Cautionary tales – the life lessons we can take from the election


While the politicians, strategists and commentators sift through the debacle of the Federal election, we mere mortals try to make sense of it too.

What I’ve noticed is that the behaviour that was writ large on our political stage is the same as the people and situations in our own lives. Here are some that I’ve noticed.

Blaming others means you don’t have to examine yourself – Turnbull is adamant that the reason for his poor showing is the ‘Medicare lie’ told by Shorten. Yes, that played a part. But there was so much wrong with his performance as PM – summarised as ‘disappointing’- coupled with policies that didn’t connect with everyday people (business tax cuts anyone?)

People blame others when they’re afraid to look at themselves and see what they need to change. If it’s everyone else’s fault, then you don’t have to do the difficult work on yourself. 

Even if you stop listening, people will make themselves heard – Mainstream parties bled votes because Australians were so frustrated. For example, I want action on climate change and they pretend it’s not happening. The Greens listened to me. Angry and dislocated white men who have lost their manual jobs due to globalisation want to be heard too. And Pauline Hanson listened to them.

In my own life, I tried every way I could think of to make someone close to me listen. It was only when I left that he finally did. Sort of.

We tell ourselves stories to confirm what we already think – Cory Bernardi says Turnbull’s poor result is because he wasn’t right-wing enough. (I seriously can’t even contemplate what hellish vision is right-wing enough for him). It’s much more complex than that, but he can move a set of facts around enough to support that view.

People don’t mean to wilfully misrepresent their lives, their choices and their outcomes on purpose. But they move the facts around to support a certain story. Only the bravest can bear to smash this version apart to learn something from it – something that helps them move forward. And they do it by asking, talking and listening.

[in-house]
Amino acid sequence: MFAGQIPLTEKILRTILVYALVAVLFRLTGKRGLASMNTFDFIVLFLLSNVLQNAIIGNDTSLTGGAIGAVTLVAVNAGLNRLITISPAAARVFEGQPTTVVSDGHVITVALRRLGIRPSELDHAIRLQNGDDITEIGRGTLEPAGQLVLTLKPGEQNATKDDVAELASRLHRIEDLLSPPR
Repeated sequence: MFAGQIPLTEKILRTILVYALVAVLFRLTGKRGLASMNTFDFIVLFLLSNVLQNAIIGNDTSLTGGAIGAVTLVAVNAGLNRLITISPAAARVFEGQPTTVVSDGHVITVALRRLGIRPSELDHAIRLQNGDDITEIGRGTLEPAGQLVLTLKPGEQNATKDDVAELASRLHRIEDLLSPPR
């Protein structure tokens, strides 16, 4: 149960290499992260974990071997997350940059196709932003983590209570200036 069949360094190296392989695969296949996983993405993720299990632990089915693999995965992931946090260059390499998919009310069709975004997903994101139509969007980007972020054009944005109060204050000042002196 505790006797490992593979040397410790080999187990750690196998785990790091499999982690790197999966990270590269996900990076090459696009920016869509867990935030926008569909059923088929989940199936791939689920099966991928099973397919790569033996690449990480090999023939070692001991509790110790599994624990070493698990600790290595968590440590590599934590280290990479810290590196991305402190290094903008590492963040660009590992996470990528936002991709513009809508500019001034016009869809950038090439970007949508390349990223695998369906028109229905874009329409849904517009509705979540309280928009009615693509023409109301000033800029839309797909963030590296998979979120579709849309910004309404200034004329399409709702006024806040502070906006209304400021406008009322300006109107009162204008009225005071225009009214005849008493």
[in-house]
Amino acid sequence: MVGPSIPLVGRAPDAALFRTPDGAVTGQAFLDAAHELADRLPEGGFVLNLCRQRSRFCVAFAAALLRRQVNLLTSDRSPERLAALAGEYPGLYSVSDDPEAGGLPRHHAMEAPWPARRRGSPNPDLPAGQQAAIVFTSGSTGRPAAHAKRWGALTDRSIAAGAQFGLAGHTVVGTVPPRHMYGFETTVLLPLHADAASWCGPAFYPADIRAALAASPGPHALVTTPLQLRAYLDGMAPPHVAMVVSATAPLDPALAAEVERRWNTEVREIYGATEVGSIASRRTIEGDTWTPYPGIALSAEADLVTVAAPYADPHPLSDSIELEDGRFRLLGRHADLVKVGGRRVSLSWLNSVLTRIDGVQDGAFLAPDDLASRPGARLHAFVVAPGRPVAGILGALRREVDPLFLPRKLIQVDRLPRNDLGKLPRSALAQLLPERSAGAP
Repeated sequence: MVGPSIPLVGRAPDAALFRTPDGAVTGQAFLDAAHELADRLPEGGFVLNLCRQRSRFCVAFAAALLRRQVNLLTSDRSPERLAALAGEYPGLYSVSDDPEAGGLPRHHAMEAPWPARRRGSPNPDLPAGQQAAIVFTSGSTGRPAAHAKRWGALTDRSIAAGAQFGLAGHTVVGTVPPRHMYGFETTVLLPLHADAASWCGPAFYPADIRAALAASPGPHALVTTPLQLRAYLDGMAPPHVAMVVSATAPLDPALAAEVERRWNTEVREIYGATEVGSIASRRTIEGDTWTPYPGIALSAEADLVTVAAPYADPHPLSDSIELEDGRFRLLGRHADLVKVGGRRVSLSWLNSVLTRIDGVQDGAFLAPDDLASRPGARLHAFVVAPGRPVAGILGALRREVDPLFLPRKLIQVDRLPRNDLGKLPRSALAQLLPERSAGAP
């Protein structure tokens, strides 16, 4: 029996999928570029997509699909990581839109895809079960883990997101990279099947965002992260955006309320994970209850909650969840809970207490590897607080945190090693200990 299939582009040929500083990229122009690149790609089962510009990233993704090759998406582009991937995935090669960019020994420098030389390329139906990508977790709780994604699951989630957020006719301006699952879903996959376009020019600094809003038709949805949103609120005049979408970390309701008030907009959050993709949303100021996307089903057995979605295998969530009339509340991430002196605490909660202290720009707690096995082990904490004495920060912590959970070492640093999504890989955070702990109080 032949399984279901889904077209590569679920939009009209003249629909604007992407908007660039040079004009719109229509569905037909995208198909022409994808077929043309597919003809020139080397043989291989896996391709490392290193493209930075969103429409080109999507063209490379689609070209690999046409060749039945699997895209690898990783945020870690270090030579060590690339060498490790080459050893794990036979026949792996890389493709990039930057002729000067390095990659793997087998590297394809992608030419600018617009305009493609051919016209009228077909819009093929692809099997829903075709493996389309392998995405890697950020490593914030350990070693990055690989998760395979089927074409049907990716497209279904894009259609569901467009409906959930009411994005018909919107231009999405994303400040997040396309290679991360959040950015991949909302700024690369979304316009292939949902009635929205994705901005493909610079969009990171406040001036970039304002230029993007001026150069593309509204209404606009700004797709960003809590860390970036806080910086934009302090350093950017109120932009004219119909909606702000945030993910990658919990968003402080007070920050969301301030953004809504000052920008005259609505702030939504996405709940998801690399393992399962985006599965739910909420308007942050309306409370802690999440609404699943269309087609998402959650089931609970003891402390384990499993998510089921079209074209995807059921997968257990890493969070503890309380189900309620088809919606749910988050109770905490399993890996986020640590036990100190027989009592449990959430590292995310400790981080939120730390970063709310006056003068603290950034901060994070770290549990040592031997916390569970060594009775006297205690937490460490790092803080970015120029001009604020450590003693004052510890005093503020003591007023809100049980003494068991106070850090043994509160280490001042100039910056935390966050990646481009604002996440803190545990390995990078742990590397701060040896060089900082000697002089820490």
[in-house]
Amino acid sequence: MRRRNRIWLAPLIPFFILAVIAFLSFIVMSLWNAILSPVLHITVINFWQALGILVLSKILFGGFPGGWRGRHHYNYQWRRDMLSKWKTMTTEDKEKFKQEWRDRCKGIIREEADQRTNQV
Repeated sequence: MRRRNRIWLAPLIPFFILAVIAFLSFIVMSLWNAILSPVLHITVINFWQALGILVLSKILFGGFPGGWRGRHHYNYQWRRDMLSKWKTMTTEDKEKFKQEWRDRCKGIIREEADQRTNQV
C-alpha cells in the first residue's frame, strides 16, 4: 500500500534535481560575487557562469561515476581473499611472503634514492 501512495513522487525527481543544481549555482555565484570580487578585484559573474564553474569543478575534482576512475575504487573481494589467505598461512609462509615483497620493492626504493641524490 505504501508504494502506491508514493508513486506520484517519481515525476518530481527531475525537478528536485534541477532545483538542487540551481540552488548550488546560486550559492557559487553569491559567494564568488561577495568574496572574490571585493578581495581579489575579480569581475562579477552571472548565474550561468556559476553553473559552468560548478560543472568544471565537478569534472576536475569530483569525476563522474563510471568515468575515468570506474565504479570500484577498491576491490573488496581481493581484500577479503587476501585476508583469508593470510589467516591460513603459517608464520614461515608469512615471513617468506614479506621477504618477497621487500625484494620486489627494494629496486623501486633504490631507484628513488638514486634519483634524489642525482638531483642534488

Tired people do stupid things – That speech from Malcolm on Saturday night. Brash, angry and full of hubris. Usually, he can keep that side of himself from view. But a long, punishing election campaign and enormous amounts of pressure conspired to make him tired. So tired.

We have all been cranky and emotional in that state. Fortunately, we don’t have to front up on live, national TV.

People know when you’re being yourself (and like it) – Yes Bill Shorten is kind of dull. His voice is annoying. His forehead is too big. But he doesn’t try to be anything he’s not. I’ve sat in the front row when he’s given a speech, and I felt his sincerity shine through. He believes what he says. He doesn’t try to be hip, he doesn’t try boost his coolness with Snapchat filters. He wears the impediments of all modern pollies – too much media training, too many slogans and soundbites. But ultimately, there he is being daggy Bill.

But Malcolm – where do we start? He seemed so sincere when he took power. He seemed to be moderate, enlightened even. Our great hope for climate change! And yet he was undone by dithering, too scared to offend the rightwing nutjobs in the party. Probably the most authentic thing he did was come up with a tax cut for business – he is a businessman to his core. But other than that, he disappointed everybody by having no core belief. As  Alexander Hamilton asks Aaron Burr (in the musical) ‘If you stand for nothing, what will you fall for?’.

  1. I love this; fantastic piece of analysis.

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